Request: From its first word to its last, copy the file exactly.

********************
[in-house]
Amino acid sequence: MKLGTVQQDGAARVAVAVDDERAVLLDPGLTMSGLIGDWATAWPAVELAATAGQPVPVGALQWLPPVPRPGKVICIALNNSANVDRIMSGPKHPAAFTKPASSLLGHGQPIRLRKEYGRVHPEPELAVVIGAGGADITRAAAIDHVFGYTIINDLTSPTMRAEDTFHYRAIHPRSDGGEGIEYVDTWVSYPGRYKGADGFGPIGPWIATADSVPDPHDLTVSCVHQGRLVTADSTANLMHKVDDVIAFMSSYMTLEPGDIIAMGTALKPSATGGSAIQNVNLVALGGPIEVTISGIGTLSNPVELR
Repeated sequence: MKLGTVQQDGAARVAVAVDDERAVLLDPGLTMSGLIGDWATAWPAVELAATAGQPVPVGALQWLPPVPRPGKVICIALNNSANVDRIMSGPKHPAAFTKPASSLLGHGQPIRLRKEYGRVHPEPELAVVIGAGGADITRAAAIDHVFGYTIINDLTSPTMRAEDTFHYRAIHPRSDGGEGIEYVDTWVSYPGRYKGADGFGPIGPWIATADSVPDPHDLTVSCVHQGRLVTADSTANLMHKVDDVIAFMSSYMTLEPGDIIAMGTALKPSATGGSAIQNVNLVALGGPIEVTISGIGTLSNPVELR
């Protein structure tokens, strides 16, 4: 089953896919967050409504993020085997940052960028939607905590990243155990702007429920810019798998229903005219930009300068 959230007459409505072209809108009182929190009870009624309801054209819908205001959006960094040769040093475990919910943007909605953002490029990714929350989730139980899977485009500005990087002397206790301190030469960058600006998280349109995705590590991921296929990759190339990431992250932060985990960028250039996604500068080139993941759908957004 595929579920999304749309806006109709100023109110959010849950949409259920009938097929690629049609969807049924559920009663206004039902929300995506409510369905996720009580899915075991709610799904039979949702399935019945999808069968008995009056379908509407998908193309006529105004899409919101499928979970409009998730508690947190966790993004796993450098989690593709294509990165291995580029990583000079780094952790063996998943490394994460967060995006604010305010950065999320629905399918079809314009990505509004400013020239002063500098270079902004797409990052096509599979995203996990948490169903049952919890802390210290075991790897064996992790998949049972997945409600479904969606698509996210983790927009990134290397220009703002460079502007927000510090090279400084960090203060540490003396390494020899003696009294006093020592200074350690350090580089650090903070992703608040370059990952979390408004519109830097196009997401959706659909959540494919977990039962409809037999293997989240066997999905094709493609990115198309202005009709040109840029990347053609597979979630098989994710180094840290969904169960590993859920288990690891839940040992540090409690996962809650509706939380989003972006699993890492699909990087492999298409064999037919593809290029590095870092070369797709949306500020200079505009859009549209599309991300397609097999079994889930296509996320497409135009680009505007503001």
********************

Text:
[in-house]
Amino acid sequence: MKLGTVQQDGAARVAVAVDDERAVLLDPGLTMSGLIGDWATAWPAVELAATAGQPVPVGALQWLPPVPRPGKVICIALNNSANVDRIMSGPKHPAAFTKPASSLLGHGQPIRLRKEYGRVHPEPELAVVIGAGGADITRAAAIDHVFGYTIINDLTSPTMRAEDTFHYRAIHPRSDGGEGIEYVDTWVSYPGRYKGADGFGPIGPWIATADSVPDPHDLTVSCVHQGRLVTADSTANLMHKVDDVIAFMSSYMTLEPGDIIAMGTALKPSATGGSAIQNVNLVALGGPIEVTISGIGTLSNPVELR
Repeated sequence: MKLGTVQQDGAARVAVAVDDERAVLLDPGLTMSGLIGDWATAWPAVELAATAGQPVPVGALQWLPPVPRPGKVICIALNNSANVDRIMSGPKHPAAFTKPASSLLGHGQPIRLRKEYGRVHPEPELAVVIGAGGADITRAAAIDHVFGYTIINDLTSPTMRAEDTFHYRAIHPRSDGGEGIEYVDTWVSYPGRYKGADGFGPIGPWIATADSVPDPHDLTVSCVHQGRLVTADSTANLMHKVDDVIAFMSSYMTLEPGDIIAMGTALKPSATGGSAIQNVNLVALGGPIEVTISGIGTLSNPVELR
């Protein structure tokens, strides 16, 4: 089953896919967050409504993020085997940052960028939607905590990243155990702007429920810019798998229903005219930009300068 959230007459409505072209809108009182929190009870009624309801054209819908205001959006960094040769040093475990919910943007909605953002490029990714929350989730139980899977485009500005990087002397206790301190030469960058600006998280349109995705590590991921296929990759190339990431992250932060985990960028250039996604500068080139993941759908957004 595929579920999304749309806006109709100023109110959010849950949409259920009938097929690629049609969807049924559920009663206004039902929300995506409510369905996720009580899915075991709610799904039979949702399935019945999808069968008995009056379908509407998908193309006529105004899409919101499928979970409009998730508690947190966790993004796993450098989690593709294509990165291995580029990583000079780094952790063996998943490394994460967060995006604010305010950065999320629905399918079809314009990505509004400013020239002063500098270079902004797409990052096509599979995203996990948490169903049952919890802390210290075991790897064996992790998949049972997945409600479904969606698509996210983790927009990134290397220009703002460079502007927000510090090279400084960090203060540490003396390494020899003696009294006093020592200074350690350090580089650090903070992703608040370059990952979390408004519109830097196009997401959706659909959540494919977990039962409809037999293997989240066997999905094709493609990115198309202005009709040109840029990347053609597979979630098989994710180094840290969904169960590993859920288990690891839940040992540090409690996962809650509706939380989003972006699993890492699909990087492999298409064999037919593809290029590095870092070369797709949306500020200079505009859009549209599309991300397609097999079994889930296509996320497409135009680009505007503001």